Budget-carrier SpiceJet on Tuesday announced that it has entered into a settlement agreement with aircraft lessor Goshawk Aviation Limited and its affiliated leasing entities Wilmington Trust SP Services (Dublin) Limited, Sabarmati Aviation Leasing Limited and Falgu Aviation Leasing Limited related to two Boeing 737 MAX aircraft and one Boeing 737-800 NG aircraft.
Goshawk Aviation Limited is one of the main lessors of the MAX aircraft of SpiceJet.
The settlement with Goshawk follows SpiceJet's successful settlements with De Havilland Aircraft of Canada Limited, Credit Suisse, Boeing, CDB Aviation, BOC Aviation and Avolon.
The settlement, the airline said, will allow the entry into service of two more fuel-efficient Boeing 737 MAX aircraft into the SpiceJet fleet.
"The parties have agreed to settle all their disputes under and related to the aircraft lease agreements for three aircraft. The agreement, the terms of which are confidential, ends all litigation proceedings between the parties," a statement said.
All proceedings, including before the UK Court and Execution Proceedings before the Delhi High Court will be withdrawn accordingly, the statement added.
Separately, SpiceJet promoter Ajay Singh is reportedly mulling the possibility of a partial stake sale in the airline. Singh currently reportedly holds a majority 60 per cent in the airline said the company continues to be in discussions with various investors to secure financing.
"The company continues to be in discussions with various investors to secure sustainable financing and will make appropriate disclosures in accordance with applicable regulations," a SpiceJet spokesperson had recently said.
Further, the low-cost carrier recently entered into a full and final settlement with the Airports Authority of India (AAI) and cleared all outstanding principal dues of the airport operator.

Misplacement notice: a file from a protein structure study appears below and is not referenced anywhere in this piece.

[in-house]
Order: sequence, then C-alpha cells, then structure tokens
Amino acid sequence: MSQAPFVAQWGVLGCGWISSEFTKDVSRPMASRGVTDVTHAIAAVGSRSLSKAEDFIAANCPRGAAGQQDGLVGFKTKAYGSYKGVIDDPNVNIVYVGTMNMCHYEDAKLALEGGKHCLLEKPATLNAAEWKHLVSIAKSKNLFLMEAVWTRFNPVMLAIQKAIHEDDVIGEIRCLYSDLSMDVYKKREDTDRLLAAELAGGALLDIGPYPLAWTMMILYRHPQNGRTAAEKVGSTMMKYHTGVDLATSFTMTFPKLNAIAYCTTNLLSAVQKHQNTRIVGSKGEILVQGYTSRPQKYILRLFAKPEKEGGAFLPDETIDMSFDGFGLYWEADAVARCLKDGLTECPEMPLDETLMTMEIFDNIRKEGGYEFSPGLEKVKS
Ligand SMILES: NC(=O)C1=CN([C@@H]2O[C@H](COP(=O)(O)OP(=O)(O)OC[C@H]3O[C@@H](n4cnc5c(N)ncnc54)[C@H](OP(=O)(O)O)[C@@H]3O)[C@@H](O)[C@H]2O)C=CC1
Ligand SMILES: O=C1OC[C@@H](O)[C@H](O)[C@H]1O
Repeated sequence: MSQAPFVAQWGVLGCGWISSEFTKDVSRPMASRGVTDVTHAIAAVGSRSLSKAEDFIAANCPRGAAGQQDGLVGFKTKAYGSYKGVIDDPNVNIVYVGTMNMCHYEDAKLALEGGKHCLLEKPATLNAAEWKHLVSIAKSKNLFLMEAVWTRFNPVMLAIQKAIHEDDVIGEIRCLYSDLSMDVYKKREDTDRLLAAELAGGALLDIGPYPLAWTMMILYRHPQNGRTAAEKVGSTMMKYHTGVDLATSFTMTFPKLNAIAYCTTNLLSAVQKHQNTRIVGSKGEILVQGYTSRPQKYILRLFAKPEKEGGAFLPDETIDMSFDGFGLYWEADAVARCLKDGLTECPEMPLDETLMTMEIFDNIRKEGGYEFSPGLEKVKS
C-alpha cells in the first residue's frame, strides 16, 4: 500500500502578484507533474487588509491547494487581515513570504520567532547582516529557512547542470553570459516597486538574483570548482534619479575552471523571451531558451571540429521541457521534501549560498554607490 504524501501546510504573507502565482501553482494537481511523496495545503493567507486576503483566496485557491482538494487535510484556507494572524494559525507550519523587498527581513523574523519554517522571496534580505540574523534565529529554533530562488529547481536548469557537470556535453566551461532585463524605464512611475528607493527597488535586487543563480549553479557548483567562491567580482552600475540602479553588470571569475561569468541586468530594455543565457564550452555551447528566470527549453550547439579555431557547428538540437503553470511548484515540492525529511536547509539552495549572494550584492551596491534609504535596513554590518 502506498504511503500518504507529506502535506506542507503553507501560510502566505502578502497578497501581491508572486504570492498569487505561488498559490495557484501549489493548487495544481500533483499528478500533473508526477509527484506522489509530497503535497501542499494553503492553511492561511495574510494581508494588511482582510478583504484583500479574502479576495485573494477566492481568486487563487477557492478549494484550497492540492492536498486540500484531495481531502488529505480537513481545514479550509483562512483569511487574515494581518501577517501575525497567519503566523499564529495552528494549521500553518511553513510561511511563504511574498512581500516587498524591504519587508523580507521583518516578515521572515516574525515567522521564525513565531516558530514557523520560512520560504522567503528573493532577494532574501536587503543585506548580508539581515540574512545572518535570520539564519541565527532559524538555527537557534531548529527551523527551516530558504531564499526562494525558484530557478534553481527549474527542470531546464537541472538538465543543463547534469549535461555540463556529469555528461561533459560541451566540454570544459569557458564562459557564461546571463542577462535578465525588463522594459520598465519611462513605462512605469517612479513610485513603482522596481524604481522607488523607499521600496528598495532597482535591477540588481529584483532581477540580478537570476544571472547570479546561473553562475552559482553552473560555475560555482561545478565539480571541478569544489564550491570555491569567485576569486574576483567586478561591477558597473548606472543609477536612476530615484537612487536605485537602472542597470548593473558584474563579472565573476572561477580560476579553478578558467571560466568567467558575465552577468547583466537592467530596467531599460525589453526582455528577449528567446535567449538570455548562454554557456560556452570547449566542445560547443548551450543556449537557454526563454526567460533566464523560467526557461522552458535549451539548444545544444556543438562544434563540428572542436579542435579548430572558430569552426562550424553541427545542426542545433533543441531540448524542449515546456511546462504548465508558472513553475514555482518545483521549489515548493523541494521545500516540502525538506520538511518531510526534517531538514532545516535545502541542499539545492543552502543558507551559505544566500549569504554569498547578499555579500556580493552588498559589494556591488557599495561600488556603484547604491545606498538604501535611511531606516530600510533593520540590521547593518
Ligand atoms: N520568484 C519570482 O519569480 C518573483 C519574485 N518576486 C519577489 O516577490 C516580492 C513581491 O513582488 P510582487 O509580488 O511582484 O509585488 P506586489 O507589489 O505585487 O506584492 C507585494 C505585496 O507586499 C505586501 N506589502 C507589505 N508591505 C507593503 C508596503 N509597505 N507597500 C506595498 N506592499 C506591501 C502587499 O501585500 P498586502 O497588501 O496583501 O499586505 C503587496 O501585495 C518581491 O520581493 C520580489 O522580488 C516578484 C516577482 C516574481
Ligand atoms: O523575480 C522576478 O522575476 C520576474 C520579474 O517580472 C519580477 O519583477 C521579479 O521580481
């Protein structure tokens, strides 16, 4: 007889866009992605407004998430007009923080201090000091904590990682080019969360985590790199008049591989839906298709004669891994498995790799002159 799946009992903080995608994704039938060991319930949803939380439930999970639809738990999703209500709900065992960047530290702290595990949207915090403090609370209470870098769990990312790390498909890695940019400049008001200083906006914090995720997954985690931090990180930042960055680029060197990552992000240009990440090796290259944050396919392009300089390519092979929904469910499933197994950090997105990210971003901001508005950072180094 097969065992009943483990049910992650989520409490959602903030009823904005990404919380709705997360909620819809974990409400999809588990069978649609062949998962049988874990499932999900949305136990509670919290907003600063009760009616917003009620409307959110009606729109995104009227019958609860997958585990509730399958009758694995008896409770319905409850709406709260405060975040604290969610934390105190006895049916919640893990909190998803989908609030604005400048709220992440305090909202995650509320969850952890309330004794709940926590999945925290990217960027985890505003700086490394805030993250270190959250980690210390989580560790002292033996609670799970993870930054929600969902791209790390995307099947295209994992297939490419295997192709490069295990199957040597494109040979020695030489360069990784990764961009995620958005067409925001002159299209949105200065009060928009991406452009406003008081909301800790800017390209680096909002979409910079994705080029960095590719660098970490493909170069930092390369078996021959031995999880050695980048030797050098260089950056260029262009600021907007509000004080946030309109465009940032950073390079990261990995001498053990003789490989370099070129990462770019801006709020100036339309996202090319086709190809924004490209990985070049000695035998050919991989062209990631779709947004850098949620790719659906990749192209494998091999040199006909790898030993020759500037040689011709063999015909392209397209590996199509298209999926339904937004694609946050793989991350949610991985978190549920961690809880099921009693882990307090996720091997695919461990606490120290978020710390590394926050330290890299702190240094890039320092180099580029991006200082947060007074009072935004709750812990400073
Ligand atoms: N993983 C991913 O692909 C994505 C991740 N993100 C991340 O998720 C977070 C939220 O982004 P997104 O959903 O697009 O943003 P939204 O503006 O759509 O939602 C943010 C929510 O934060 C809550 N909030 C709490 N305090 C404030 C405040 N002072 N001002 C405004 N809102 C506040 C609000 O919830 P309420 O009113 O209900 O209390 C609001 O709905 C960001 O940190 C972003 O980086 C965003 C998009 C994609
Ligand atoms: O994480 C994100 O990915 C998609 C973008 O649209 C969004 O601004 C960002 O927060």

SpiceJet's ability to clear the pending dues reflects the airline's improved cash flow in recent times.
However, SpiceJet has been going through a highly turbulent phase in recent times on account of several glitches and a non-adherence to mandated guidelines in regard to the training of some pilots.
It all started in April 2022 when the aviation watchdog the Directorate General of Civil Aviation (DGCA) restrained 90 pilots of the airline from operating Boeing 737 Max aircraft, after finding they were not properly trained.
Those pilots were trained on a faulty simulator, and the aviation regulator asked the airline to retrain the pilots, besides slapping a fine of Rs 10 lakh.
Multiple incidents were reported this year when SpiceJet and other carriers' aircraft either turned back to their originating station or continued landing at the destination with degraded safety margins.
Civil aviation regulator DGCA had recently ordered SpiceJet to operate a maximum of 50 per cent of its flights for eight weeks after several of its planes reported technical malfunctions.
Upon having reported repeated snags, civil aviation regulator Director General of Directorate General of Civil Aviation (DGCA) Arun Kumar recently told ANI aircraft systems are reasonably robust and do have multiple redundancies but component failures do not imply that it is compromising the safety of the passengers. (ANI)